Two other videos from Professor Bartov, What is historical evidence? and What can we use to construct the history of an event? add additional context to the idea of non-traditional sources.

2. Understand Objects as Sources: Play the video How do Historians use Material Culture to Learn About the Past? from Dr. Tony Perry, a curator at the Smithsonian’s National Museum of American History. Explain to students that they will be working with objects originally from Namibia and asking many of the questions Dr. Perry asks in relation to the cradle created by enslaved people in the United States, as well as a few others. This guide from the Harvard Peabody Museum might also familiarize you with with object analysis. 

To save classroom time, you might ask students to watch the videos at home for homework prior to the lesson.

3. Curate a Museum Collection: Divide the class into small groups of two to four students each. Tell students to look through the entire slideshow for a few minutes, then explain that they will be selecting three objects to focus on and creating their own mini-museum. Distribute Creating a Mini-Museum Audio Guide and three copies of Object Analysis to each group. Have students work through the directions on the two handouts, being sure to follow the “Creating a Mini-Museum Audio Guide” handout first. If students struggle with the concept of a museum audio guide, you could play an example from the Metropolitan Museum of Art in New York City. You might wish to model the selection of groups of three with your own example as described in step 1 on “Creating a Mini-Museum Audio Guide.”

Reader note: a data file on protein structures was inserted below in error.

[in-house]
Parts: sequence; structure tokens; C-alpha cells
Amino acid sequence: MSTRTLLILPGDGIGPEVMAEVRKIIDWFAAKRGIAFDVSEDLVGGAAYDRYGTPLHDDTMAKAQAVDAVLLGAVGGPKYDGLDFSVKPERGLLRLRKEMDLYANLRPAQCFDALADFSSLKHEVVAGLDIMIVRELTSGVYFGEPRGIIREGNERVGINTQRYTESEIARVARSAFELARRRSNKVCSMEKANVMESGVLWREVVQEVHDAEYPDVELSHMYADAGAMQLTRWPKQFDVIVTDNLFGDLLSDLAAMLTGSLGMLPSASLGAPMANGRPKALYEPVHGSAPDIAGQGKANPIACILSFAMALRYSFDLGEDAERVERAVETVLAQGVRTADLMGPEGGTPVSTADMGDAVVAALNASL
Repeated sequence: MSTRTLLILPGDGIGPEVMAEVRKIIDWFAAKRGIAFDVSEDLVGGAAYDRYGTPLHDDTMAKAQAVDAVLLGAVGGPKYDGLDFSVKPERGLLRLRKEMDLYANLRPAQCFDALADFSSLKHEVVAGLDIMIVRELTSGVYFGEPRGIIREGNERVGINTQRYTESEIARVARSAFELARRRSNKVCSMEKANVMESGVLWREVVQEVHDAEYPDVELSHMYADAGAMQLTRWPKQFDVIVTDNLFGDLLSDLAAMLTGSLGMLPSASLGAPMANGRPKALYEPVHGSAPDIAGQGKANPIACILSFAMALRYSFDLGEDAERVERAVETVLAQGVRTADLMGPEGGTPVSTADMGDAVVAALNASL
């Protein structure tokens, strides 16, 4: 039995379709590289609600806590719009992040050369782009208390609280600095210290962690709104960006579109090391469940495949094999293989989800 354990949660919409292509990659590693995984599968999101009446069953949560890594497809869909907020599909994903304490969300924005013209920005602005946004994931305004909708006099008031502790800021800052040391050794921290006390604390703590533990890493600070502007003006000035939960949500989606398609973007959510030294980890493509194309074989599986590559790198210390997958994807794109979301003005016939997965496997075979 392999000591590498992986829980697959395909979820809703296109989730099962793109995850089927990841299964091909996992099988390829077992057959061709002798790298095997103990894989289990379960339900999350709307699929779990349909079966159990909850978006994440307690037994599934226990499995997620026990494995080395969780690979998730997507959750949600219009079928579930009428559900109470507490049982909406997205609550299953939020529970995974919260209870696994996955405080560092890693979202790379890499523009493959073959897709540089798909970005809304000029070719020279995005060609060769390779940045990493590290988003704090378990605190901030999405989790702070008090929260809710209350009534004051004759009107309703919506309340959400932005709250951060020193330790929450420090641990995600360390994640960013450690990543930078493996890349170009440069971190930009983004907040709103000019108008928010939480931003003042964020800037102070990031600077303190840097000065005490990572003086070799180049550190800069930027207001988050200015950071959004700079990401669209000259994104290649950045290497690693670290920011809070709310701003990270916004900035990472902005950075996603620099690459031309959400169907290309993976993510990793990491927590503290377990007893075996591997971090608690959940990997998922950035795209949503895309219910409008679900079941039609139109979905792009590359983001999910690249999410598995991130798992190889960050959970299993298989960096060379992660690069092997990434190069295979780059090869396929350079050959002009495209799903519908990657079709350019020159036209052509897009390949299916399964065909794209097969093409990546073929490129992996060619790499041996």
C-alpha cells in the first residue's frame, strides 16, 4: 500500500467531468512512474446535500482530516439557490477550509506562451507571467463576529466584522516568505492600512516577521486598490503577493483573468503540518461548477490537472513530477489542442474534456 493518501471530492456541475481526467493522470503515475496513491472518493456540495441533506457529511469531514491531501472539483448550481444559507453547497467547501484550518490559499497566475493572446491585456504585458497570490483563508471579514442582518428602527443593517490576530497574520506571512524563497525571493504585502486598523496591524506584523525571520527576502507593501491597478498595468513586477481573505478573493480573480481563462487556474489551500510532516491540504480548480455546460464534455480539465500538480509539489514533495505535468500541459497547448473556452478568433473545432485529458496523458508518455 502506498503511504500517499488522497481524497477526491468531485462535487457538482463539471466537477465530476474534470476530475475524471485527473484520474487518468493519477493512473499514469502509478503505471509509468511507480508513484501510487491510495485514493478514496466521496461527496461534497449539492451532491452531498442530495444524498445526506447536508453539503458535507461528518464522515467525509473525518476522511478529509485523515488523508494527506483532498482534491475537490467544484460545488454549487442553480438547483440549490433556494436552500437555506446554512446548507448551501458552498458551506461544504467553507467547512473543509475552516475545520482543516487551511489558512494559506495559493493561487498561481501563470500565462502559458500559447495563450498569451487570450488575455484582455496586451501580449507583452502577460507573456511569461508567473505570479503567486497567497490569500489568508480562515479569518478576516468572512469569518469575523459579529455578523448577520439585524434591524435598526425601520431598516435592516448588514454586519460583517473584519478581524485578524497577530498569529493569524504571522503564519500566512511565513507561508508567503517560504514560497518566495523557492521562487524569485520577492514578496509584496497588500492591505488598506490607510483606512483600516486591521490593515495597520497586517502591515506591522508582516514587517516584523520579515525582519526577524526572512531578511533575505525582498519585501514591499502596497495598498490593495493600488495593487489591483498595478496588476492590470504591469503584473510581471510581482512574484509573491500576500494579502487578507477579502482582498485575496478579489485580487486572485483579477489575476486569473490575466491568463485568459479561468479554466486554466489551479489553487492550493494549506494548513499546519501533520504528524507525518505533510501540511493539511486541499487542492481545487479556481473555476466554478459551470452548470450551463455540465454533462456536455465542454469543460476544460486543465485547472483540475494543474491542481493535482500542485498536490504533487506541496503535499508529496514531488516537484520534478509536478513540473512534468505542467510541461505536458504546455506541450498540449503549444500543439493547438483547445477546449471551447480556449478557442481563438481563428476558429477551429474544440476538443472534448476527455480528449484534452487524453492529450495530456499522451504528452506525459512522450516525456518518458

4. Tell a Historical Story: Each group should then write a script for their audio guide. If possible, have students record their audio guides, speaking clearly and more slowly than they think is necessary. Students can use apps on their phones or computers, or you may wish to use the school’s media center, if you have one. They could also record their guides as homework. Each person in the group should deliver part of the script. As a peer assessment, you could then have students listen to some or all the guides for homework and give feedback. An Audio Guide Feedback Form is provided for this purpose.